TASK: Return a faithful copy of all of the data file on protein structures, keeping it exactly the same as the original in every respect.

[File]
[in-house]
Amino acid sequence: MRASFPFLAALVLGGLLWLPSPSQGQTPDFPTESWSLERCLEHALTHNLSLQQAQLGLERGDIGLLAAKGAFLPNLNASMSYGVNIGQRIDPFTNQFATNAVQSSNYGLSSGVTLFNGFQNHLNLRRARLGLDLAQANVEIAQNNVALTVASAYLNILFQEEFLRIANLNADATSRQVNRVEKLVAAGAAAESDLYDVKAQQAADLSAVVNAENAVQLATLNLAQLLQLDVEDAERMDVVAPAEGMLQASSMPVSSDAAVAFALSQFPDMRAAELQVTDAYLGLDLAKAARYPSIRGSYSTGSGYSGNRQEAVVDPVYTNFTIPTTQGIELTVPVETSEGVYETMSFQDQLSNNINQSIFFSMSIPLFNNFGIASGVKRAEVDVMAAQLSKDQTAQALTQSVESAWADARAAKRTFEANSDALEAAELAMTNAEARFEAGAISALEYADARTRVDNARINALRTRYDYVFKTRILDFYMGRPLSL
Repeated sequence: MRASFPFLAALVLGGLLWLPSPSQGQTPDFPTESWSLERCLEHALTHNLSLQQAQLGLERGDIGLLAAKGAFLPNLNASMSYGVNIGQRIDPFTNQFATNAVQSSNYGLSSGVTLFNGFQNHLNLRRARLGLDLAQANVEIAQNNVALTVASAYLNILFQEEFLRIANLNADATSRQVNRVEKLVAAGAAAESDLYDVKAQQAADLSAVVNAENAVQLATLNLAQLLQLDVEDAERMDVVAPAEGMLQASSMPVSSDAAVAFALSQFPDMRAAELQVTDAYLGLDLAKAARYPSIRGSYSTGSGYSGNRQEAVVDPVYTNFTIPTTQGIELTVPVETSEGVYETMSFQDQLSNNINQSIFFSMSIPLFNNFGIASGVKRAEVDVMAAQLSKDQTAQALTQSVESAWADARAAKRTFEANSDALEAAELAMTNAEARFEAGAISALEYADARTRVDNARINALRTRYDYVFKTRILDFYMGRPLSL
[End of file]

[in-house]
Amino acid sequence: MRASFPFLAALVLGGLLWLPSPSQGQTPDFPTESWSLERCLEHALTHNLSLQQAQLGLERGDIGLLAAKGAFLPNLNASMSYGVNIGQRIDPFTNQFATNAVQSSNYGLSSGVTLFNGFQNHLNLRRARLGLDLAQANVEIAQNNVALTVASAYLNILFQEEFLRIANLNADATSRQVNRVEKLVAAGAAAESDLYDVKAQQAADLSAVVNAENAVQLATLNLAQLLQLDVEDAERMDVVAPAEGMLQASSMPVSSDAAVAFALSQFPDMRAAELQVTDAYLGLDLAKAARYPSIRGSYSTGSGYSGNRQEAVVDPVYTNFTIPTTQGIELTVPVETSEGVYETMSFQDQLSNNINQSIFFSMSIPLFNNFGIASGVKRAEVDVMAAQLSKDQTAQALTQSVESAWADARAAKRTFEANSDALEAAELAMTNAEARFEAGAISALEYADARTRVDNARINALRTRYDYVFKTRILDFYMGRPLSL
Repeated sequence: MRASFPFLAALVLGGLLWLPSPSQGQTPDFPTESWSLERCLEHALTHNLSLQQAQLGLERGDIGLLAAKGAFLPNLNASMSYGVNIGQRIDPFTNQFATNAVQSSNYGLSSGVTLFNGFQNHLNLRRARLGLDLAQANVEIAQNNVALTVASAYLNILFQEEFLRIANLNADATSRQVNRVEKLVAAGAAAESDLYDVKAQQAADLSAVVNAENAVQLATLNLAQLLQLDVEDAERMDVVAPAEGMLQASSMPVSSDAAVAFALSQFPDMRAAELQVTDAYLGLDLAKAARYPSIRGSYSTGSGYSGNRQEAVVDPVYTNFTIPTTQGIELTVPVETSEGVYETMSFQDQLSNNINQSIFFSMSIPLFNNFGIASGVKRAEVDVMAAQLSKDQTAQALTQSVESAWADARAAKRTFEANSDALEAAELAMTNAEARFEAGAISALEYADARTRVDNARINALRTRYDYVFKTRILDFYMGRPLSL